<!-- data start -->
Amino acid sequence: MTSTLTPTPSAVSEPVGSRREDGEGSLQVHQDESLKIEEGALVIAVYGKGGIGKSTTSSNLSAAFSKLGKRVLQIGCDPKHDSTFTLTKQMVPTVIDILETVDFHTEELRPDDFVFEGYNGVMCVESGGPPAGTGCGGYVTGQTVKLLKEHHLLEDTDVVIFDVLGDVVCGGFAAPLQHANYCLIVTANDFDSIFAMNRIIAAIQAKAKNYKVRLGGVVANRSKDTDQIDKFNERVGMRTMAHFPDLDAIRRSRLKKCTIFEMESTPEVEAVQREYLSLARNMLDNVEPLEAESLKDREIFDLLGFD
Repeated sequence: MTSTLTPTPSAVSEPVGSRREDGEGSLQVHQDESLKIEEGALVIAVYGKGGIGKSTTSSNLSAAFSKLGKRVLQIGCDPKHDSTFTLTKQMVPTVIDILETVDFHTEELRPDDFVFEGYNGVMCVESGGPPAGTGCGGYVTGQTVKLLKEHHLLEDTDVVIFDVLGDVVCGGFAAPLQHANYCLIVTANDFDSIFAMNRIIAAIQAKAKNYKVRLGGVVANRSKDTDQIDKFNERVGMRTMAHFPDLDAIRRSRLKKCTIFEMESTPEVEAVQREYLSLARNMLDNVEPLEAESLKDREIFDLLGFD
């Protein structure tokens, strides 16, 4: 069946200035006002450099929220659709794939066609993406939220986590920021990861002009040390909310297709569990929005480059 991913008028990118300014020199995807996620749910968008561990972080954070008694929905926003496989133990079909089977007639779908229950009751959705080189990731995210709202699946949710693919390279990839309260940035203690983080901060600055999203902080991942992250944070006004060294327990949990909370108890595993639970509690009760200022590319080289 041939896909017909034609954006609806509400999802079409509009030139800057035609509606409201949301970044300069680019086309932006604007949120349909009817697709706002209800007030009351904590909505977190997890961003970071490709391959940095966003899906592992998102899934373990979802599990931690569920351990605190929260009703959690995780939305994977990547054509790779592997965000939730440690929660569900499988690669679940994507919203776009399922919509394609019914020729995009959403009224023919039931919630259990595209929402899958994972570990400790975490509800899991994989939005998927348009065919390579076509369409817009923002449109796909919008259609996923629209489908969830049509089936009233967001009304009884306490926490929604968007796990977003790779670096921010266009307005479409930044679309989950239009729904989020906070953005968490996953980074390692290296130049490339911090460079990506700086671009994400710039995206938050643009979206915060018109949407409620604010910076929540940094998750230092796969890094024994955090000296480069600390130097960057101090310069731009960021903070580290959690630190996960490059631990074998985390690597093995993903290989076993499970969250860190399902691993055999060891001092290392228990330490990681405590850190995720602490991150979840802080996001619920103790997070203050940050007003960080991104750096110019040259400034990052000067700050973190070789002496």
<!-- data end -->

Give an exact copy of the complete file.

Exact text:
Amino acid sequence: MTSTLTPTPSAVSEPVGSRREDGEGSLQVHQDESLKIEEGALVIAVYGKGGIGKSTTSSNLSAAFSKLGKRVLQIGCDPKHDSTFTLTKQMVPTVIDILETVDFHTEELRPDDFVFEGYNGVMCVESGGPPAGTGCGGYVTGQTVKLLKEHHLLEDTDVVIFDVLGDVVCGGFAAPLQHANYCLIVTANDFDSIFAMNRIIAAIQAKAKNYKVRLGGVVANRSKDTDQIDKFNERVGMRTMAHFPDLDAIRRSRLKKCTIFEMESTPEVEAVQREYLSLARNMLDNVEPLEAESLKDREIFDLLGFD
Repeated sequence: MTSTLTPTPSAVSEPVGSRREDGEGSLQVHQDESLKIEEGALVIAVYGKGGIGKSTTSSNLSAAFSKLGKRVLQIGCDPKHDSTFTLTKQMVPTVIDILETVDFHTEELRPDDFVFEGYNGVMCVESGGPPAGTGCGGYVTGQTVKLLKEHHLLEDTDVVIFDVLGDVVCGGFAAPLQHANYCLIVTANDFDSIFAMNRIIAAIQAKAKNYKVRLGGVVANRSKDTDQIDKFNERVGMRTMAHFPDLDAIRRSRLKKCTIFEMESTPEVEAVQREYLSLARNMLDNVEPLEAESLKDREIFDLLGFD
């Protein structure tokens, strides 16, 4: 069946200035006002450099929220659709794939066609993406939220986590920021990861002009040390909310297709569990929005480059 991913008028990118300014020199995807996620749910968008561990972080954070008694929905926003496989133990079909089977007639779908229950009751959705080189990731995210709202699946949710693919390279990839309260940035203690983080901060600055999203902080991942992250944070006004060294327990949990909370108890595993639970509690009760200022590319080289 041939896909017909034609954006609806509400999802079409509009030139800057035609509606409201949301970044300069680019086309932006604007949120349909009817697709706002209800007030009351904590909505977190997890961003970071490709391959940095966003899906592992998102899934373990979802599990931690569920351990605190929260009703959690995780939305994977990547054509790779592997965000939730440690929660569900499988690669679940994507919203776009399922919509394609019914020729995009959403009224023919039931919630259990595209929402899958994972570990400790975490509800899991994989939005998927348009065919390579076509369409817009923002449109796909919008259609996923629209489908969830049509089936009233967001009304009884306490926490929604968007796990977003790779670096921010266009307005479409930044679309989950239009729904989020906070953005968490996953980074390692290296130049490339911090460079990506700086671009994400710039995206938050643009979206915060018109949407409620604010910076929540940094998750230092796969890094024994955090000296480069600390130097960057101090310069731009960021903070580290959690630190996960490059631990074998985390690597093995993903290989076993499970969250860190399902691993055999060891001092290392228990330490990681405590850190995720602490991150979840802080996001619920103790997070203050940050007003960080991104750096110019040259400034990052000067700050973190070789002496």